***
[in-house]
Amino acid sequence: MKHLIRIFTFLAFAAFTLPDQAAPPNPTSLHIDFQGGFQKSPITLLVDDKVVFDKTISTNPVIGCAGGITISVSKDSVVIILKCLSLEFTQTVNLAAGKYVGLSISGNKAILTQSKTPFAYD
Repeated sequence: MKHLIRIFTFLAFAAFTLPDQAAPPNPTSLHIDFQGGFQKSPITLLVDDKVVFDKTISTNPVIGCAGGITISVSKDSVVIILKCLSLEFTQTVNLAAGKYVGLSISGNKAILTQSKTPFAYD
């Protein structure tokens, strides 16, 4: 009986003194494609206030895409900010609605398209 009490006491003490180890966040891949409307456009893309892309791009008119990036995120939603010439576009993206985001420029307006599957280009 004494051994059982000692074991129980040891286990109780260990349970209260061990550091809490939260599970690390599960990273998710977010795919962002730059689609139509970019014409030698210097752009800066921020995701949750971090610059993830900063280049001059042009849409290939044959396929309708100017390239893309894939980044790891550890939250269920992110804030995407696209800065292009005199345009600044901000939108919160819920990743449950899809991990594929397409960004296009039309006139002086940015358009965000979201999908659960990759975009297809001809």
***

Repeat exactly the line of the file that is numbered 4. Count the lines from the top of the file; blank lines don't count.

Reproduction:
């Protein structure tokens, strides 16, 4: 009986003194494609206030895409900010609605398209 009490006491003490180890966040891949409307456009893309892309791009008119990036995120939603010439576009993206985001420029307006599957280009 004494051994059982000692074991129980040891286990109780260990349970209260061990550091809490939260599970690390599960990273998710977010795919962002730059689609139509970019014409030698210097752009800066921020995701949750971090610059993830900063280049001059042009849409290939044959396929309708100017390239893309894939980044790891550890939250269920992110804030995407696209800065292009005199345009600044901000939108919160819920990743449950899809991990594929397409960004296009039309006139002086940015358009965000979201999908659960990759975009297809001809």